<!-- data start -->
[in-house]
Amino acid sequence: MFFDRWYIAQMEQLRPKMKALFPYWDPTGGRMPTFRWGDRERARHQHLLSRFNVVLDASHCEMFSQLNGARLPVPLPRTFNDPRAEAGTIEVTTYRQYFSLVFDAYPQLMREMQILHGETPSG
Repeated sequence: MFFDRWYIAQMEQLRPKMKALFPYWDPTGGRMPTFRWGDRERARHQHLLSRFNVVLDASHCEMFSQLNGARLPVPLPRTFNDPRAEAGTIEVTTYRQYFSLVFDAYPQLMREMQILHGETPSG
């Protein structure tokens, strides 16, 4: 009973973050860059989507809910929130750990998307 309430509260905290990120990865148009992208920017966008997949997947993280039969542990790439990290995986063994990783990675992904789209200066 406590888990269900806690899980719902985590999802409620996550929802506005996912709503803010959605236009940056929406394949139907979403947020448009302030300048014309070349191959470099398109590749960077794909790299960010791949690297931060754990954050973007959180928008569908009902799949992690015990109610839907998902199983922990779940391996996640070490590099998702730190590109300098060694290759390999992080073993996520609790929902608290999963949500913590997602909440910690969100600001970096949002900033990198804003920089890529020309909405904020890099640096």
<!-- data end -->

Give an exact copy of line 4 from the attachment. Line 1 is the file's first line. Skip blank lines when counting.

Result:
């Protein structure tokens, strides 16, 4: 009973973050860059989507809910929130750990998307 309430509260905290990120990865148009992208920017966008997949997947993280039969542990790439990290995986063994990783990675992904789209200066 406590888990269900806690899980719902985590999802409620996550929802506005996912709503803010959605236009940056929406394949139907979403947020448009302030300048014309070349191959470099398109590749960077794909790299960010791949690297931060754990954050973007959180928008569908009902799949992690015990109610839907998902199983922990779940391996996640070490590099998702730190590109300098060694290759390999992080073993996520609790929902608290999963949500913590997602909440910690969100600001970096949002900033990198804003920089890529020309909405904020890099640096």